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Moviment Graffitti Launch 134-Point Construction Reform Proposal Including Blacklisting System For Unlawful Developers

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Moviment Graffitti has unveiled a 134-point proposal on planning and construction reform which includes a system of psychological and legal support for residents struck by construction accidents and a blacklisting system for unlawful developers.

The proposal was launched earlier today at a press conference and covers six sectors following a year of technical consultation on the matter.

“The six main domains of this reform document are planning policies, the authorities responsible for planning and the environment, large-scale projects, the regulation of the construction industry, roads and transportation, and respect for the country and its ecosystem,” the activist group said in a press release.

Among the key demands, the proposal calls for the replacement of the Strategic Plan for the Environment and Development with a new policy that offers better protection to buildings of historical and cultural importance.

Moreover, the 134-point proposal also advocates for a radical overhaul of how the Planning Authority board and commission members are chosen with the introduction of parliament grillings and voting for commission members.

“Under the proposed reform, members should be held personally responsible for their conduct, especially in terms of breaching policies, their own code of ethics, conflict of interest, undue influence and other improper behaviour,” the press release read.

In light of Malta’s perennial construction woes, which came to a head with the death of Miriam Pace in her own home earlier this year, the proposal also called for the introduction of a system to provide “legal, psychological and logistical support” to residents stricken by construction accidents which will be paid for “from a fund populated by mandatory fees from developers, until responsibility is legally established.”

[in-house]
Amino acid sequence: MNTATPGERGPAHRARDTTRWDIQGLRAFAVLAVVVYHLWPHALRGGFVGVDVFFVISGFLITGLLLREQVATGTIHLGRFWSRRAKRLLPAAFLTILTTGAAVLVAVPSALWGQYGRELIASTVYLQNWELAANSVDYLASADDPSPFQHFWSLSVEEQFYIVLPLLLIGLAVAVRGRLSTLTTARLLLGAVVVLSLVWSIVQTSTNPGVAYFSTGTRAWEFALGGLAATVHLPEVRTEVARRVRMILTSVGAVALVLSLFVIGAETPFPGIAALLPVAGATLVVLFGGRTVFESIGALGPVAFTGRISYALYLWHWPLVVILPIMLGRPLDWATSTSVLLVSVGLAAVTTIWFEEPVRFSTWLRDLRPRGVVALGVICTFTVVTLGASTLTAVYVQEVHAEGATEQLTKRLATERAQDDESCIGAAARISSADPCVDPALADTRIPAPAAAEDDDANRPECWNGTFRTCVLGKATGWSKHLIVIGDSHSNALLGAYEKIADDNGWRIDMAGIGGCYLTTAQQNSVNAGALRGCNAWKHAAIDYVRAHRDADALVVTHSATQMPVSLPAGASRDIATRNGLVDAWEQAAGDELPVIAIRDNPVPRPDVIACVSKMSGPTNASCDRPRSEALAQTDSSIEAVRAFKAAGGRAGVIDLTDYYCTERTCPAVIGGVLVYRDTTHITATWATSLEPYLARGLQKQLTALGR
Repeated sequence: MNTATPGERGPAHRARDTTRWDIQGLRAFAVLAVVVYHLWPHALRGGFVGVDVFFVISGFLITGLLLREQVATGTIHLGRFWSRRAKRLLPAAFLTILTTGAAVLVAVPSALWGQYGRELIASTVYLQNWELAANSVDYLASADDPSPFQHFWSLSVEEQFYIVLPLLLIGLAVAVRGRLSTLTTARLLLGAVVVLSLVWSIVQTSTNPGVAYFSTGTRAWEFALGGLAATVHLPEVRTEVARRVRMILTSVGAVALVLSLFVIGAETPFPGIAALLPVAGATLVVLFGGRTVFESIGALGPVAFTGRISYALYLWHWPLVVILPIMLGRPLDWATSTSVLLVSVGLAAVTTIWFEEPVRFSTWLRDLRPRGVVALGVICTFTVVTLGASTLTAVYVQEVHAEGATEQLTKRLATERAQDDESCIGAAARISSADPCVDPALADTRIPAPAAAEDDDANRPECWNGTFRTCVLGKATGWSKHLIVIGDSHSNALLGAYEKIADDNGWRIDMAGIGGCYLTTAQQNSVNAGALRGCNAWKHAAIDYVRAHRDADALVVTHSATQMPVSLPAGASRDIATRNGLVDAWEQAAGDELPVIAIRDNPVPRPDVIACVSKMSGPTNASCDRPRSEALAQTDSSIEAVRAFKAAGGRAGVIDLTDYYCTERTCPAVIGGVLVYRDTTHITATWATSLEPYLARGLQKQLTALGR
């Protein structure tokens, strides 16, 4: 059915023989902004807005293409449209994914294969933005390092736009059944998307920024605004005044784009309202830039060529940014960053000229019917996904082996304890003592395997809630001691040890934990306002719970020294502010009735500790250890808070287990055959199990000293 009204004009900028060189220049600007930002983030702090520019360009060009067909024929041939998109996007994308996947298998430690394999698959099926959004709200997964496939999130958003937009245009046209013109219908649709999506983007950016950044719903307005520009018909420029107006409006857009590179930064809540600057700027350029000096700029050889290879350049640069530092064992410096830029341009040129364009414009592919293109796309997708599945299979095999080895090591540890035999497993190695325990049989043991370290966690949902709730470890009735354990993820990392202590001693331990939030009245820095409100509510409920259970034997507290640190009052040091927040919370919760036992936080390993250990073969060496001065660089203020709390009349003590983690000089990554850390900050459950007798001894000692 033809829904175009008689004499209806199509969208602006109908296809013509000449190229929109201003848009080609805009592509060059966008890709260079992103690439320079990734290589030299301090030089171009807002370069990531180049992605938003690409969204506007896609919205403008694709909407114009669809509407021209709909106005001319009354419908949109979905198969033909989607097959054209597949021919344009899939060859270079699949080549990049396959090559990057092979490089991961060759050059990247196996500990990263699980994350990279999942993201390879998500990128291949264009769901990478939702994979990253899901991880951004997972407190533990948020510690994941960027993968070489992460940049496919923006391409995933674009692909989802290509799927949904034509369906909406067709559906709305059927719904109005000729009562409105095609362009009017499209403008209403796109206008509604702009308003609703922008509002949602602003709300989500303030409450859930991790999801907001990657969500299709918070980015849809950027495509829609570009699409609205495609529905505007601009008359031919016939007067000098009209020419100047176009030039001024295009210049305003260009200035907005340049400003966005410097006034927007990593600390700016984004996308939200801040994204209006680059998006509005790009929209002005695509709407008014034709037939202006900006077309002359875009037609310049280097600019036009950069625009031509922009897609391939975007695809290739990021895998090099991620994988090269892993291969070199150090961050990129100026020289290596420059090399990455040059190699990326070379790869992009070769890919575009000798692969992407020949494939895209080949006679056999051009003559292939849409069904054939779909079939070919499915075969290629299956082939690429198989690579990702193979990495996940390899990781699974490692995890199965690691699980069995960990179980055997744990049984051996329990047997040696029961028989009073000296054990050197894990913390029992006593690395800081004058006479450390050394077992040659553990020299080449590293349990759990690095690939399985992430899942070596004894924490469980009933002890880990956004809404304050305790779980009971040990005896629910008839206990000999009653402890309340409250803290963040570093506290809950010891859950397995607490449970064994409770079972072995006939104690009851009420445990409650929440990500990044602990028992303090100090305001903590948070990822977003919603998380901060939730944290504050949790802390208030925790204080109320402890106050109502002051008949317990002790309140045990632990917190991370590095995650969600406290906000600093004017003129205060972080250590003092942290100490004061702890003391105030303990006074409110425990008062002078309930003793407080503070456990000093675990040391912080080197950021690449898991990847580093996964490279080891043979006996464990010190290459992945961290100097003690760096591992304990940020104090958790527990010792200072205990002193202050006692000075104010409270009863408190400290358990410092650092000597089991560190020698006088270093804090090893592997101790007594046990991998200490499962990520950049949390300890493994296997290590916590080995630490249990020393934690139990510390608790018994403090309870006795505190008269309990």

Chapter Four also proposed a limit on the number of concurrent permits issued within a neighbourhood and provisions related to construction workers and their protection.

Just this week, two construction workers died in separate but similar accidents that happened as a result of lax health and safety measures.

Most notably, the proposal also calls for a public complaint system, linked to a penalty points system, so that contractors or developers repeatedly falling foul of the law are publicly blacklisted.

“We have had a tragic year in construction and our quality of life is steadily deteriorating due to a rotten planning system. The authorities can no longer sit idly by as if nothing were happening. Moreover, we feel the business lobby’s hegemony over politics has stifled reforms for too long,” Moviment Graffitti said at the press conference.

Earlier this week, Moviment Graffitti activist Wayne Flask appeared on Lovin Daily to discuss the construction industry and the latest developments in a controversial road alignment project in Dingli that threatens to destroy the remnants of a medieval church.

What do you make of this proposal?

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